Bantam hen choked to death? Why?

Discussion in 'Emergencies / Diseases / Injuries and Cures' started by Sunny Side Up, Jan 15, 2010.

  1. Sunny Side Up

    Sunny Side Up Count your many blessings...

    Mar 12, 2008
    Loxahatchee, Florida
    I volunteer at the Poultry Tent at our county fair. Yesterday was the day to bring our birds in. One man had a lot of pretty little bantams, little Dutches. Suddenly one of the other volunteers yells to me "Do you know how to clear an impacted crop?" I went to see and the little hen was already limp & lifeless. Her crop didn't feel too stuffed, but her beak & throat were filled with crumbles. The owner said it happened because he feeds his birds moistened crumbles & they weren't used to them dry. ???!?!?!??

    His other birds were doing fine. This man has shown birds before at our Fair, I asked him "Why don't you get your birds used to dry crumbles if you know you're going to show them here?" My own bantams, & everyone else's birds, do well on dry crumbles, at home I feed dry pellets.

    What caused this hen to die? The dry food? Impacted crop? Was she too hungry & bolted the feed? What could have been done to remedy this if noticed in time?
  2. Feathered Wings

    Feathered Wings Chillin' With My Peeps

    Oct 9, 2008
    Sounds too me like it was that she was too hungry and ate the dry feed to fast.

    When i have been gone all day and late for feeding my chickens are seriously hungry and sometimes i have one just stuff themselves and choke.
    The thing i do in those situations is to take the chicken turned it upside down and remove the feed from the mouth then squeeze out the feed in the throat.
  3. Barnyard

    Barnyard Addicted to Quack

    Aug 5, 2007
    Southwest Georgia
    I agree with Feathered Wings on everything she just said!!
  4. skyedobb

    skyedobb Chillin' With My Peeps

    Mar 17, 2009
    Quad Cities, IA
    Totally agree. Or if he (or anyone else) knows their birds are used to wet, should bring some oil or water with him/them to add to the food. If bird is choking, just like human, and food is visible in mouth, remove it!!
  5. Sunny Side Up

    Sunny Side Up Count your many blessings...

    Mar 12, 2008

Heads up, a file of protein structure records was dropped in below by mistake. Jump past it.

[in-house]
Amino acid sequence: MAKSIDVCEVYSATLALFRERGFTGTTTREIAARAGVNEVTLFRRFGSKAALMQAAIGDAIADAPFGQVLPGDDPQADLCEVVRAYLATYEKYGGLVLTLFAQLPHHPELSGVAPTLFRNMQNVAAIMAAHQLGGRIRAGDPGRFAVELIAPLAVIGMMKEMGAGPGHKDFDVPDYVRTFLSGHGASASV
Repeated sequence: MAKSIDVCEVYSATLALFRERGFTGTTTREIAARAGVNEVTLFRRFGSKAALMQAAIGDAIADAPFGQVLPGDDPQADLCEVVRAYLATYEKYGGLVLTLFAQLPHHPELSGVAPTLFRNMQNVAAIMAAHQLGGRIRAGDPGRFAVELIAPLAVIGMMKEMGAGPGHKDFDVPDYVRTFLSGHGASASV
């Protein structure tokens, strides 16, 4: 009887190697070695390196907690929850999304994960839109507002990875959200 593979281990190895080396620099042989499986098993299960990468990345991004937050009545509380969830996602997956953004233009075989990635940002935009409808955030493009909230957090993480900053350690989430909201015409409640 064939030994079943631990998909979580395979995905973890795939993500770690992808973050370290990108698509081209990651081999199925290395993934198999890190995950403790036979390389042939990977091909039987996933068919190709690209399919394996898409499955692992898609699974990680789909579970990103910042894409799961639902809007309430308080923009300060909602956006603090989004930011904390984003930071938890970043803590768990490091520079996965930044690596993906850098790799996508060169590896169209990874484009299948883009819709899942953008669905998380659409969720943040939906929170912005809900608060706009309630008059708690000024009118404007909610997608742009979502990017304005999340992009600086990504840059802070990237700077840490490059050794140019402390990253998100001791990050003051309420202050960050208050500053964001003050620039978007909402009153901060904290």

Loxahatchee, Florida
    This hen was so tiny, a dear little blue-grey (lavender?) Dutch bantam, I don't know how you would clear out a mouth & throat that small in a hurry that wouldn't make things worse. Especially since it wasn't my own hen & the situation took me by surprise.
  6. jeslewmazer

    jeslewmazer Chillin' With My Peeps

    Nov 24, 2009
    I have had chicks gobble the crumbles down if they run out of food when I'm at work. I make sure they have plenty of water available first then give the feed. Some of my bantam chicks would get a stuffed throat and plenty of room in the crop, so I would dip their beaks in water and massage the food down and re-dipping their beak until the food goes down or they start to get it down themselves.
    To remove food you could try to use something small like a straw and genitally try to move the food. Maybe?

    That is my personal experience, don't know if that helps any.
    Last edited: Jan 15, 2010
  7. KKatknap

    KKatknap Chillin' With My Peeps

    Nov 15, 2009
    Albany, OR
    Quote:How very sad. [​IMG]

    Not your fault - sounds like she was already gone when you got to her. At least you'll know what to try if it ever happens again.
  8. Year of the Rooster

    Year of the Rooster Sebright Savvy

    Jun 27, 2008
    West Central Ohio
    This almost happened to my rooster. I saw him flailing on the ground and breathing hard so I went and he had crumbles in his throat and mouth. I used my pinky and get as much food out as possible and I massaged his throat for a few minutes. After a bit he started swallowing it and everything was fine. That's one reason why I prefer pellets...
  9. silkiechick05

    silkiechick05 Chillin' With My Peeps

    Sep 27, 2009
    North Texas
    My silkie did this just last night. I was about to leave and heard a deep cough. I opened the door and he had his head low and mouth open. I grabbed his sides and pushed really hard (and short, like the hiemlich maneuver) three times and he was fine. He too was eating dry crumbles

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